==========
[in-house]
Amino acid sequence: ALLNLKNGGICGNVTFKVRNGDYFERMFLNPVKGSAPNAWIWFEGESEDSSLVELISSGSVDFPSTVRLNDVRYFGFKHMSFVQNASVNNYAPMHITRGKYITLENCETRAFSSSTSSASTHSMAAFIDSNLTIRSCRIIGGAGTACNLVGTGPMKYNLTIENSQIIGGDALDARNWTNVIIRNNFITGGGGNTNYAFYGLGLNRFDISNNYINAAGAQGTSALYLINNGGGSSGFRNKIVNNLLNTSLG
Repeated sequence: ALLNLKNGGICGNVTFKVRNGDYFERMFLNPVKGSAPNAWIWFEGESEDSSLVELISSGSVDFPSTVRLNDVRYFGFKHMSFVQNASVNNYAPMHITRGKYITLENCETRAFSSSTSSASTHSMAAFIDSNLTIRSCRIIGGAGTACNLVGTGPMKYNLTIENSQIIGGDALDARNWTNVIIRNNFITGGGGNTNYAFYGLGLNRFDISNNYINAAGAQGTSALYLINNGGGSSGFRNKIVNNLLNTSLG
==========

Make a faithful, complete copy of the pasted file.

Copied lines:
[in-house]
Amino acid sequence: ALLNLKNGGICGNVTFKVRNGDYFERMFLNPVKGSAPNAWIWFEGESEDSSLVELISSGSVDFPSTVRLNDVRYFGFKHMSFVQNASVNNYAPMHITRGKYITLENCETRAFSSSTSSASTHSMAAFIDSNLTIRSCRIIGGAGTACNLVGTGPMKYNLTIENSQIIGGDALDARNWTNVIIRNNFITGGGGNTNYAFYGLGLNRFDISNNYINAAGAQGTSALYLINNGGGSSGFRNKIVNNLLNTSLG
Repeated sequence: ALLNLKNGGICGNVTFKVRNGDYFERMFLNPVKGSAPNAWIWFEGESEDSSLVELISSGSVDFPSTVRLNDVRYFGFKHMSFVQNASVNNYAPMHITRGKYITLENCETRAFSSSTSSASTHSMAAFIDSNLTIRSCRIIGGAGTACNLVGTGPMKYNLTIENSQIIGGDALDARNWTNVIIRNNFITGGGGNTNYAFYGLGLNRFDISNNYINAAGAQGTSALYLINNGGGSSGFRNKIVNNLLNTSLG